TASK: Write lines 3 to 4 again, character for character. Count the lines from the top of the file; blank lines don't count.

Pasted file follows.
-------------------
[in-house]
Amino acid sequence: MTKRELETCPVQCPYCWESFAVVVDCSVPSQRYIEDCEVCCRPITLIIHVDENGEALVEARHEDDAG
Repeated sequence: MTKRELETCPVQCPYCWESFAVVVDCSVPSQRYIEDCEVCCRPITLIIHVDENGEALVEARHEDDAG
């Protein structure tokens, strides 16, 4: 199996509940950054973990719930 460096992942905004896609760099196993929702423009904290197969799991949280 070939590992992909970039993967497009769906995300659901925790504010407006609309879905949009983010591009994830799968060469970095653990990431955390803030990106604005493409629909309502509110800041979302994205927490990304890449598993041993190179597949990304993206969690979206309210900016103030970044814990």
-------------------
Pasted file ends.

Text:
Repeated sequence: MTKRELETCPVQCPYCWESFAVVVDCSVPSQRYIEDCEVCCRPITLIIHVDENGEALVEARHEDDAG
């Protein structure tokens, strides 16, 4: 199996509940950054973990719930 460096992942905004896609760099196993929702423009904290197969799991949280 070939590992992909970039993967497009769906995300659901925790504010407006609309879905949009983010591009994830799968060469970095653990990431955390803030990106604005493409629909309502509110800041979302994205927490990304890449598993041993190179597949990304993206969690979206309210900016103030970044814990």